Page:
80-y-o crucifix removed from city council chamber to 'reaffirm' secularism

A crucifix is hung on display at the Montreal City Council chambers in Montreal, Quebec. |

A crucifix that has been affixed to the wall in city council chambers in Montreal, Quebec, for over 80 years will be taken down to "reaffirm" the “secular character” of the government building.

The crucifix, which features a sculpture of Jesus, has hung on the wall of the Montreal City Council since 1937. It was originally stationed there as a reminder to politicians to ensure their decisions are guided by God.

But when the building begins a three-year renovation next month, the crucifix will come down and won’t be put back up, according to the person overseeing the renovation.

That person is city councilman Laurence Lavigne-Lalonde, who made the announcement last week during an executive council meeting.

“The crucifix was installed during an era that was completely different than the one we live in today,” Lavigne-Lalonde said during the meeting, according to CTV News Montreal.

“We now live in a society that has evolved and is represented by democratic institutions that must be secular, neutral and open to all citizens.”

While the crucifix won't be going back on display at its original location, it's expected to be on display in a museum area in Montreal’s renovated city hall in 2022.

“The context in which it was placed there no longer applies,” Lalonde said, according to The Guardian. “We need to reaffirm the secular character of the chamber.”

CBC reports that another crucifix on display at the Peter McGill Room at Montreal’s City Hall will also be removed.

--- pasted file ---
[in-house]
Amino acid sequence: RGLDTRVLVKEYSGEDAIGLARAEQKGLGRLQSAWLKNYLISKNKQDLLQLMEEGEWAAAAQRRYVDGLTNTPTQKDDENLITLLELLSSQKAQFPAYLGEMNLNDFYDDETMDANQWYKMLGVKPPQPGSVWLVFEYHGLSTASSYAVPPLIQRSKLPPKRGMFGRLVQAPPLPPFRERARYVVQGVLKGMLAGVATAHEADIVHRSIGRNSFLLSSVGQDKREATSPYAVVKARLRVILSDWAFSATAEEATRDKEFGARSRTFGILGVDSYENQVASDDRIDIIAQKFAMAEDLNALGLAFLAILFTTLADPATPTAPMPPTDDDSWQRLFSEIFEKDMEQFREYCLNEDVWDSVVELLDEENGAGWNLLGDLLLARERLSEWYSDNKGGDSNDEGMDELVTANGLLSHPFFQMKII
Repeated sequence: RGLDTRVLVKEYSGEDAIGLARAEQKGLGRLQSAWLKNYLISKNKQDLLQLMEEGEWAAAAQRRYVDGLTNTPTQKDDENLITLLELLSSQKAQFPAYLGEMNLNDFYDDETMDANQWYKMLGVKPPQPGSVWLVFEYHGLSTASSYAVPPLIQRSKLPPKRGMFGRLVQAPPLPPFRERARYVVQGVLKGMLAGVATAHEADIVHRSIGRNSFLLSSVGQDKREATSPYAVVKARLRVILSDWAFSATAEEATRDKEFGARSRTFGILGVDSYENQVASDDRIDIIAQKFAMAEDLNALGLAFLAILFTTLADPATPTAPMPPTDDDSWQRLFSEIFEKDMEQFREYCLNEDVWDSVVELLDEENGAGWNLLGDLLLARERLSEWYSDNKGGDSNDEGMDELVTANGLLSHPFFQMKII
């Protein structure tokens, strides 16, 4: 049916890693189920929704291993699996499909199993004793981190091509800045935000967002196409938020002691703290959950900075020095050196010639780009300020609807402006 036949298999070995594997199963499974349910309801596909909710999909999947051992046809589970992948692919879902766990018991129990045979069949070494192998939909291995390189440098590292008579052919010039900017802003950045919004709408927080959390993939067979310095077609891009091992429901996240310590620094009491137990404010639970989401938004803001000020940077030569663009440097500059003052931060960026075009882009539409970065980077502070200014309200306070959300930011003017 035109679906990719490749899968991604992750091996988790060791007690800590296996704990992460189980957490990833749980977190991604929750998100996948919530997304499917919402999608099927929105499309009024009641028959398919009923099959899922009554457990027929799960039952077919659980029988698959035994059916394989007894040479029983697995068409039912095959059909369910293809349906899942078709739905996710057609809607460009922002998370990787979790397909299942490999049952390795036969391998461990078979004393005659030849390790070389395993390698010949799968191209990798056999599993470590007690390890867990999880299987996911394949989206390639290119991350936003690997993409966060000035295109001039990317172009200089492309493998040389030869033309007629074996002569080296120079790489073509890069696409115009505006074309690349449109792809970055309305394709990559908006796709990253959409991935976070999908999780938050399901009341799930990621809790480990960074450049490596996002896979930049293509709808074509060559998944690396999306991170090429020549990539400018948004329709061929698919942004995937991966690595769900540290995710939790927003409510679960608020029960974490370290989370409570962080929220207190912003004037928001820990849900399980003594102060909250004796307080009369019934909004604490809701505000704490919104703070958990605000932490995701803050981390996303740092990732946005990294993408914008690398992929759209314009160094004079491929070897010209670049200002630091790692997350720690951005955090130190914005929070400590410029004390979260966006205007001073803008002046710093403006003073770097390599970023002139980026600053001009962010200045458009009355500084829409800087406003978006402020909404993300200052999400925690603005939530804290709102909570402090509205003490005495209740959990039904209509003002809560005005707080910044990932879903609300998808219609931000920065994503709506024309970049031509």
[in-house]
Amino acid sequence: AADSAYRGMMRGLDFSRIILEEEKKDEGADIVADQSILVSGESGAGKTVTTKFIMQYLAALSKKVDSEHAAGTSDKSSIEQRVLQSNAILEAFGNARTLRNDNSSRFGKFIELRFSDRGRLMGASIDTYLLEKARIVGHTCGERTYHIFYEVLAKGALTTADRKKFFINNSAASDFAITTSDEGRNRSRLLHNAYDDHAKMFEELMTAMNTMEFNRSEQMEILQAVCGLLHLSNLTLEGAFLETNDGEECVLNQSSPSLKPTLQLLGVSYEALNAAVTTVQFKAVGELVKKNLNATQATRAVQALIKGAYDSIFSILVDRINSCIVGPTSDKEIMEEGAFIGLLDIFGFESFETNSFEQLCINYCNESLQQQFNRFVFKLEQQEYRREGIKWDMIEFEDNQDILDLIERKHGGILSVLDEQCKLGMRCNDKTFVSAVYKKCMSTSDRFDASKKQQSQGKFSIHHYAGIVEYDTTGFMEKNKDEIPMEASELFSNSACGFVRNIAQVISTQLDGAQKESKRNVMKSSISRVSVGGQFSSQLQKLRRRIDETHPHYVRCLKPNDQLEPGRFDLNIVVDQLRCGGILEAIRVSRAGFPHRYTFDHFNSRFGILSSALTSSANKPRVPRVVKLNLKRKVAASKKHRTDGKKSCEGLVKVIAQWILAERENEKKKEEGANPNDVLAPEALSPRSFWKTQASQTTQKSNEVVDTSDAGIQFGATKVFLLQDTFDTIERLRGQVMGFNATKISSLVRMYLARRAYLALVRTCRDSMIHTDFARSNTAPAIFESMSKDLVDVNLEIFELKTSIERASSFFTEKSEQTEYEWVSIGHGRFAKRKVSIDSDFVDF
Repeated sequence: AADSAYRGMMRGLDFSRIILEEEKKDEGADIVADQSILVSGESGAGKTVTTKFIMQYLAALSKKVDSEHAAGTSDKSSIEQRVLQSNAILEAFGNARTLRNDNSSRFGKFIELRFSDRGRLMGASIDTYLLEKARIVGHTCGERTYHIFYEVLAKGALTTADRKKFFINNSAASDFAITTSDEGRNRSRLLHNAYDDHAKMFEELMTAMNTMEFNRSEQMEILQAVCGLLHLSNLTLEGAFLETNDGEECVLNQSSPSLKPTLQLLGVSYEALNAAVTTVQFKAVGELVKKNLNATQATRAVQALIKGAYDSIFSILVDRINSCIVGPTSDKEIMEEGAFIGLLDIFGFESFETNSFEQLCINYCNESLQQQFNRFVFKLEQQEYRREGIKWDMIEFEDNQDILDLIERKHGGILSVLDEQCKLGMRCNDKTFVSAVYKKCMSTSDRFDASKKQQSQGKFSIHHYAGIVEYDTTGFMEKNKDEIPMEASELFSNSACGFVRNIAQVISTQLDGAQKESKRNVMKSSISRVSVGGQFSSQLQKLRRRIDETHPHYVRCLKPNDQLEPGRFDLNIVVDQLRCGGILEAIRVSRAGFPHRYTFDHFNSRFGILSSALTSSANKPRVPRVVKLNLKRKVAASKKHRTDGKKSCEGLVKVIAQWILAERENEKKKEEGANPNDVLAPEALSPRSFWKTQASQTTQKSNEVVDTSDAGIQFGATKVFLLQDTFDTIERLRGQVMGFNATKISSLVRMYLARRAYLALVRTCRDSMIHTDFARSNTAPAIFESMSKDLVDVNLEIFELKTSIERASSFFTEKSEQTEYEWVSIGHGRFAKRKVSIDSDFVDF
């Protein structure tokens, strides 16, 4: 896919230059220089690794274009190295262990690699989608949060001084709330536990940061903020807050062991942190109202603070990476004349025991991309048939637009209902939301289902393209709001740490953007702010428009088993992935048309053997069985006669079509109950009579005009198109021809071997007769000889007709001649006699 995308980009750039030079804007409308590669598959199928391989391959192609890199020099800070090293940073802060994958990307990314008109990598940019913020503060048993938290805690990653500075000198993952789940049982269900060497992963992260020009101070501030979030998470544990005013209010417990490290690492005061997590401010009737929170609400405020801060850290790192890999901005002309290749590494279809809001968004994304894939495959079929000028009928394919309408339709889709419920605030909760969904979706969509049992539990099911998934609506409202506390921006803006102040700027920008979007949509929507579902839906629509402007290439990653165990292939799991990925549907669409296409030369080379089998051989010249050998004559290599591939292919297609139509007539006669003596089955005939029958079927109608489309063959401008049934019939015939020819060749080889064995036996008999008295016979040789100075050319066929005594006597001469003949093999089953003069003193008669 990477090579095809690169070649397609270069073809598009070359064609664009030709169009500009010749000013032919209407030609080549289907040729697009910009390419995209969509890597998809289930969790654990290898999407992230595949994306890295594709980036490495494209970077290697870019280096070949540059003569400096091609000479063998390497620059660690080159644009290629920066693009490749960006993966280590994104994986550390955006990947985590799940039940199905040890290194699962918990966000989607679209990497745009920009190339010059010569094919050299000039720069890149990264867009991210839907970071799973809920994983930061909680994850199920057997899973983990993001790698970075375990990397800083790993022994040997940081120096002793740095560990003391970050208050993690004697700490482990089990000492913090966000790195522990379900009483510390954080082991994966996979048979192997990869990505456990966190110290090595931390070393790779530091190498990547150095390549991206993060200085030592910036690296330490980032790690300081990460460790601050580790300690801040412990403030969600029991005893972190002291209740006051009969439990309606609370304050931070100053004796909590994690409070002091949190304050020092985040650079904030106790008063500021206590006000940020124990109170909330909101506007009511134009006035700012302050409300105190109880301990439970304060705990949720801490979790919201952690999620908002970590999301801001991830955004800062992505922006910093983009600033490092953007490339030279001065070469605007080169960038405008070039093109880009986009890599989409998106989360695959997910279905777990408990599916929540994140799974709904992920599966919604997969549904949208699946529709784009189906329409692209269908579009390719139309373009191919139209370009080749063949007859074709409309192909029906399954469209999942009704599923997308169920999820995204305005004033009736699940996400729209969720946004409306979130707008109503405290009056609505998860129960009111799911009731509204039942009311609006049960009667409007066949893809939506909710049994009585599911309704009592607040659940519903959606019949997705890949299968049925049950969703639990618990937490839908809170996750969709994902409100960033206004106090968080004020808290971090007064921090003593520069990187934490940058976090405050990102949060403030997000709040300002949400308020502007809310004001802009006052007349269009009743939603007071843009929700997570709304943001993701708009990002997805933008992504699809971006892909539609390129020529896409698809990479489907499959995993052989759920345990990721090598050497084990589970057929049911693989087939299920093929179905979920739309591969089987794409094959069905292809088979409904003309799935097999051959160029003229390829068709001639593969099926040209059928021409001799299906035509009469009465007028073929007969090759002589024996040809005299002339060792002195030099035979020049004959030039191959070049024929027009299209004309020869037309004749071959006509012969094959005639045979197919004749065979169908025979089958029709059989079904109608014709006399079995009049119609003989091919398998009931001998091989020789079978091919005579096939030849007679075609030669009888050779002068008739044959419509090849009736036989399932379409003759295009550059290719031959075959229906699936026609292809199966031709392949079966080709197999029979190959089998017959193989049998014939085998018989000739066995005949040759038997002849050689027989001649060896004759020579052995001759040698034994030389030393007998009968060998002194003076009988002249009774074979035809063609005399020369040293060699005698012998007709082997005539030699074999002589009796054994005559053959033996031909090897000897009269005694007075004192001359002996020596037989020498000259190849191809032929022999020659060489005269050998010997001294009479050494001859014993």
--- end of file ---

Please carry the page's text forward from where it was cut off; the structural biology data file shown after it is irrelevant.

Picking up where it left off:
Mayor Valerie Plante argued that the cross doesn’t need to be located in a “secular institution” such as city council.

“This is a place where we make decisions and it was originally put there to support decision making,” She said, according to CTV News. “I think we're in a very different time now.”

According to CBC, Plante said the decision on the city council crucifix is the “recognition of the role of secularism in the institution.”

“[F]or me, there is a stark distinction between individual and institutional secularism," Plante stressed.

As Quebec is an area known for its Catholic heritage, the Roman Catholic Archdiocese of Montreal responded to the news by calling the crucifix symbolic of the city's roots and "a love for all humanity."

"Nothing forbids us, and our respective beliefs, from being present in the public space in an attitude of respect and openness, since we share the same common humanity," a spokesperson told CBC.

The planned removal of the crucifix from the Montreal City Council comes as there has been much debate about whether a crucifix hanging over the speaker’s chair at the National Assembly of Quebec in Quebec City should be removed.

The crucifix was installed in the Blue Room of the building in 1936. But a government-commissioned report in 2008 recommended that the cross be removed.

Premier François Legault had argued that the cross would stay because it is a historic symbol rather than a religious one.

But last week, Legault hinted that the removal of the crucifix is being discussed as a potential part of a secularism bill to be introduced by the controlling Coalition Avenir Quebec Party. 

“Regarding our position, you know very well very soon, in the next few weeks, we will table a bill and this is part of the discussions we’re having right now,” he said, according to National Post. “There are good arguments [for leaving the crucifix in place], and some arguments against.”

Follow Samuel Smith on Twitter: @IamSamSmith

or Facebook: SamuelSmithCP

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